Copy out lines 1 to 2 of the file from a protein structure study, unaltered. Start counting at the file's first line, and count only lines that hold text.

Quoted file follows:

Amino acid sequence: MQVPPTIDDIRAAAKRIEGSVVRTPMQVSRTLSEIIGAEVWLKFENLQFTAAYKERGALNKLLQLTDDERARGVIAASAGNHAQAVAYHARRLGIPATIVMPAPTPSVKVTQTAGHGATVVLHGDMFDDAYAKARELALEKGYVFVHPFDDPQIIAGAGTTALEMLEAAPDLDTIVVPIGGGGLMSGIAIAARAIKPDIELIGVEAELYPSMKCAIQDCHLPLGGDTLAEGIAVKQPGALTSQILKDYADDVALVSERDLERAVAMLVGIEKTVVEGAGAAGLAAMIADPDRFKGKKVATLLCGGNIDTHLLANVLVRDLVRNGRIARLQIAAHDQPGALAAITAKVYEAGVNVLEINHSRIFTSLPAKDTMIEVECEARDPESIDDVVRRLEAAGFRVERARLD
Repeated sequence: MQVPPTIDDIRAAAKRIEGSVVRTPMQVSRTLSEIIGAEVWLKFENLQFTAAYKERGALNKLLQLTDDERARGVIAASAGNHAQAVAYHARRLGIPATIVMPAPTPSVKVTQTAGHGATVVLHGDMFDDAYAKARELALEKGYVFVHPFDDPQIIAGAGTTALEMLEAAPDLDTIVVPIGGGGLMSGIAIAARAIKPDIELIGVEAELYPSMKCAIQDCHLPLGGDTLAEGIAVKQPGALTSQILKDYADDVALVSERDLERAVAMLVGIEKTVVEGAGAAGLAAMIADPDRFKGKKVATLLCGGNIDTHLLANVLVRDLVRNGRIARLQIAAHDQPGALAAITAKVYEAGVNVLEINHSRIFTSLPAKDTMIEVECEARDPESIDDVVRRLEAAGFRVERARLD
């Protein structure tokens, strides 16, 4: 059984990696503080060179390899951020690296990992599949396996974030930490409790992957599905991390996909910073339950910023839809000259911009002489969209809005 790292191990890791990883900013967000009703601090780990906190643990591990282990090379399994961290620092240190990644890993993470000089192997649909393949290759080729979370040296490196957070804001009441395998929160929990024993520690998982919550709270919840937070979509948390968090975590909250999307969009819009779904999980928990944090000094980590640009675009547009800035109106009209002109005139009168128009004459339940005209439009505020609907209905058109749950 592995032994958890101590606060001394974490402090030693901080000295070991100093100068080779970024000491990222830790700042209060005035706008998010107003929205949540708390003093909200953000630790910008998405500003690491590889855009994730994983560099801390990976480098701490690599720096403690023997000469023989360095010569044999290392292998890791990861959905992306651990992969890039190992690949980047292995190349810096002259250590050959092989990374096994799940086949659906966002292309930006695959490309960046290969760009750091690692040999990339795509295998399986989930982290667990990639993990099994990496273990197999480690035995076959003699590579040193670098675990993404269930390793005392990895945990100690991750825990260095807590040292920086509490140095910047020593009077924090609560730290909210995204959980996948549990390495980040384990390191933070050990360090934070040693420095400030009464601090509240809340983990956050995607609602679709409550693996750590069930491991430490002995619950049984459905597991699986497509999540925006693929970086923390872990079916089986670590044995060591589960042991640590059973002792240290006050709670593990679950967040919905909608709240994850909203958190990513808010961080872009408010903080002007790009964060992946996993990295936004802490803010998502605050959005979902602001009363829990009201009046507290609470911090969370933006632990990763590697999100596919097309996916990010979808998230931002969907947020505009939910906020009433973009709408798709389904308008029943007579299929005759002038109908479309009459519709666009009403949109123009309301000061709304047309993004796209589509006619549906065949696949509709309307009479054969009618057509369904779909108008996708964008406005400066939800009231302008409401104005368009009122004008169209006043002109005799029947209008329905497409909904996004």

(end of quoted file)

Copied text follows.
Amino acid sequence: MQVPPTIDDIRAAAKRIEGSVVRTPMQVSRTLSEIIGAEVWLKFENLQFTAAYKERGALNKLLQLTDDERARGVIAASAGNHAQAVAYHARRLGIPATIVMPAPTPSVKVTQTAGHGATVVLHGDMFDDAYAKARELALEKGYVFVHPFDDPQIIAGAGTTALEMLEAAPDLDTIVVPIGGGGLMSGIAIAARAIKPDIELIGVEAELYPSMKCAIQDCHLPLGGDTLAEGIAVKQPGALTSQILKDYADDVALVSERDLERAVAMLVGIEKTVVEGAGAAGLAAMIADPDRFKGKKVATLLCGGNIDTHLLANVLVRDLVRNGRIARLQIAAHDQPGALAAITAKVYEAGVNVLEINHSRIFTSLPAKDTMIEVECEARDPESIDDVVRRLEAAGFRVERARLD
Repeated sequence: MQVPPTIDDIRAAAKRIEGSVVRTPMQVSRTLSEIIGAEVWLKFENLQFTAAYKERGALNKLLQLTDDERARGVIAASAGNHAQAVAYHARRLGIPATIVMPAPTPSVKVTQTAGHGATVVLHGDMFDDAYAKARELALEKGYVFVHPFDDPQIIAGAGTTALEMLEAAPDLDTIVVPIGGGGLMSGIAIAARAIKPDIELIGVEAELYPSMKCAIQDCHLPLGGDTLAEGIAVKQPGALTSQILKDYADDVALVSERDLERAVAMLVGIEKTVVEGAGAAGLAAMIADPDRFKGKKVATLLCGGNIDTHLLANVLVRDLVRNGRIARLQIAAHDQPGALAAITAKVYEAGVNVLEINHSRIFTSLPAKDTMIEVECEARDPESIDDVVRRLEAAGFRVERARLD